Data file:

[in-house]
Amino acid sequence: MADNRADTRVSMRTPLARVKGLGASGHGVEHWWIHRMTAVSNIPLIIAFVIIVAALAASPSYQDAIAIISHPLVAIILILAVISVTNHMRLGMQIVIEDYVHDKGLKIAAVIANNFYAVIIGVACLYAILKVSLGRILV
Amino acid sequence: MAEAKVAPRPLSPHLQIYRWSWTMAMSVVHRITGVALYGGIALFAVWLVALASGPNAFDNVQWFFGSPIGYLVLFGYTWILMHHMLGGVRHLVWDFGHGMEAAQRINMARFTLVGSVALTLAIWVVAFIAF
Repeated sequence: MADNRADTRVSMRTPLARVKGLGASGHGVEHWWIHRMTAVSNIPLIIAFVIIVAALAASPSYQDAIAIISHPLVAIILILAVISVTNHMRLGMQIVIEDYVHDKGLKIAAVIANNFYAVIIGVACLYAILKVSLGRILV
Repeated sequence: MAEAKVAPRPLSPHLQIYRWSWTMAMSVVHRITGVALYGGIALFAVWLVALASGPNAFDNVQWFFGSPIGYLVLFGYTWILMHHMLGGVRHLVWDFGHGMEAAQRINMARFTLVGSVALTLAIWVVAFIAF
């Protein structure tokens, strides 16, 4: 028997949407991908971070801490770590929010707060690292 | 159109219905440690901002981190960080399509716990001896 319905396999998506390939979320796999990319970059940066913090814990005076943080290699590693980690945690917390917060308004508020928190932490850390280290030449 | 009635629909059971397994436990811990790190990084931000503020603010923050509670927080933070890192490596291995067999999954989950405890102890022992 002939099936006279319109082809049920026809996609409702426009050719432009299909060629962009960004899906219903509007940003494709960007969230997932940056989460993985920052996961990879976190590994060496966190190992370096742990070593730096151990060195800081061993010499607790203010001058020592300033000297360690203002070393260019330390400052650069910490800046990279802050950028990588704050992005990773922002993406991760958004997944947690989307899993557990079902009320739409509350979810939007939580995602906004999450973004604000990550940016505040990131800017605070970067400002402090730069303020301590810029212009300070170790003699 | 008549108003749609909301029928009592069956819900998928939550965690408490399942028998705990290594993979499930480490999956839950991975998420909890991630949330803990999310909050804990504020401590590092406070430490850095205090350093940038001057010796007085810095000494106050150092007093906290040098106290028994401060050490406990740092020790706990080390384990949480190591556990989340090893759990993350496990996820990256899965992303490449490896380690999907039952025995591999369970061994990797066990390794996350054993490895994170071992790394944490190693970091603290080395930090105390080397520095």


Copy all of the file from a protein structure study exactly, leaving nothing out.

[in-house]
Amino acid sequence: MADNRADTRVSMRTPLARVKGLGASGHGVEHWWIHRMTAVSNIPLIIAFVIIVAALAASPSYQDAIAIISHPLVAIILILAVISVTNHMRLGMQIVIEDYVHDKGLKIAAVIANNFYAVIIGVACLYAILKVSLGRILV
Amino acid sequence: MAEAKVAPRPLSPHLQIYRWSWTMAMSVVHRITGVALYGGIALFAVWLVALASGPNAFDNVQWFFGSPIGYLVLFGYTWILMHHMLGGVRHLVWDFGHGMEAAQRINMARFTLVGSVALTLAIWVVAFIAF
Repeated sequence: MADNRADTRVSMRTPLARVKGLGASGHGVEHWWIHRMTAVSNIPLIIAFVIIVAALAASPSYQDAIAIISHPLVAIILILAVISVTNHMRLGMQIVIEDYVHDKGLKIAAVIANNFYAVIIGVACLYAILKVSLGRILV
Repeated sequence: MAEAKVAPRPLSPHLQIYRWSWTMAMSVVHRITGVALYGGIALFAVWLVALASGPNAFDNVQWFFGSPIGYLVLFGYTWILMHHMLGGVRHLVWDFGHGMEAAQRINMARFTLVGSVALTLAIWVVAFIAF
């Protein structure tokens, strides 16, 4: 028997949407991908971070801490770590929010707060690292 | 159109219905440690901002981190960080399509716990001896 319905396999998506390939979320796999990319970059940066913090814990005076943080290699590693980690945690917390917060308004508020928190932490850390280290030449 | 009635629909059971397994436990811990790190990084931000503020603010923050509670927080933070890192490596291995067999999954989950405890102890022992 002939099936006279319109082809049920026809996609409702426009050719432009299909060629962009960004899906219903509007940003494709960007969230997932940056989460993985920052996961990879976190590994060496966190190992370096742990070593730096151990060195800081061993010499607790203010001058020592300033000297360690203002070393260019330390400052650069910490800046990279802050950028990588704050992005990773922002993406991760958004997944947690989307899993557990079902009320739409509350979810939007939580995602906004999450973004604000990550940016505040990131800017605070970067400002402090730069303020301590810029212009300070170790003699 | 008549108003749609909301029928009592069956819900998928939550965690408490399942028998705990290594993979499930480490999956839950991975998420909890991630949330803990999310909050804990504020401590590092406070430490850095205090350093940038001057010796007085810095000494106050150092007093906290040098106290028994401060050490406990740092020790706990080390384990949480190591556990989340090893759990993350496990996820990256899965992303490449490896380690999907039952025995591999369970061994990797066990390794996350054993490895994170071992790394944490190693970091603290080395930090105390080397520095």